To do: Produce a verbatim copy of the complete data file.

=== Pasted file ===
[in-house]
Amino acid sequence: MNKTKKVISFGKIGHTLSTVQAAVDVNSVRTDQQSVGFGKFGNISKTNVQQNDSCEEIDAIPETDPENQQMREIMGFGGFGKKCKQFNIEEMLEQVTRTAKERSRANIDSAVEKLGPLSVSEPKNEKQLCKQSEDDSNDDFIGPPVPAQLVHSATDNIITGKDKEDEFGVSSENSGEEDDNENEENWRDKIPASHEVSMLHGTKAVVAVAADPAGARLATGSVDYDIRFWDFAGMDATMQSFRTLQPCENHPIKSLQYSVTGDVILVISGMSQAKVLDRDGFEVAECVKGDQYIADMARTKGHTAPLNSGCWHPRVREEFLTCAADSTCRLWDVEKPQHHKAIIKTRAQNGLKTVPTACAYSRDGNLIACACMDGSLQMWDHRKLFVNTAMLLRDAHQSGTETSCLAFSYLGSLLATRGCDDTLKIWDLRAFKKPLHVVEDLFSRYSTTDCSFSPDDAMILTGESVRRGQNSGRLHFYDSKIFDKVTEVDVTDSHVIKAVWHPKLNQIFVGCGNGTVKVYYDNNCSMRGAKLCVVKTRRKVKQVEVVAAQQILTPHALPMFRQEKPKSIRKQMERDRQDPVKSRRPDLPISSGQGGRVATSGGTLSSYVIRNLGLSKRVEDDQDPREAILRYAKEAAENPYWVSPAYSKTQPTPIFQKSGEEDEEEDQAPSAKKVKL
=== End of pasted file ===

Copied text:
[in-house]
Amino acid sequence: MNKTKKVISFGKIGHTLSTVQAAVDVNSVRTDQQSVGFGKFGNISKTNVQQNDSCEEIDAIPETDPENQQMREIMGFGGFGKKCKQFNIEEMLEQVTRTAKERSRANIDSAVEKLGPLSVSEPKNEKQLCKQSEDDSNDDFIGPPVPAQLVHSATDNIITGKDKEDEFGVSSENSGEEDDNENEENWRDKIPASHEVSMLHGTKAVVAVAADPAGARLATGSVDYDIRFWDFAGMDATMQSFRTLQPCENHPIKSLQYSVTGDVILVISGMSQAKVLDRDGFEVAECVKGDQYIADMARTKGHTAPLNSGCWHPRVREEFLTCAADSTCRLWDVEKPQHHKAIIKTRAQNGLKTVPTACAYSRDGNLIACACMDGSLQMWDHRKLFVNTAMLLRDAHQSGTETSCLAFSYLGSLLATRGCDDTLKIWDLRAFKKPLHVVEDLFSRYSTTDCSFSPDDAMILTGESVRRGQNSGRLHFYDSKIFDKVTEVDVTDSHVIKAVWHPKLNQIFVGCGNGTVKVYYDNNCSMRGAKLCVVKTRRKVKQVEVVAAQQILTPHALPMFRQEKPKSIRKQMERDRQDPVKSRRPDLPISSGQGGRVATSGGTLSSYVIRNLGLSKRVEDDQDPREAILRYAKEAAENPYWVSPAYSKTQPTPIFQKSGEEDEEEDQAPSAKKVKL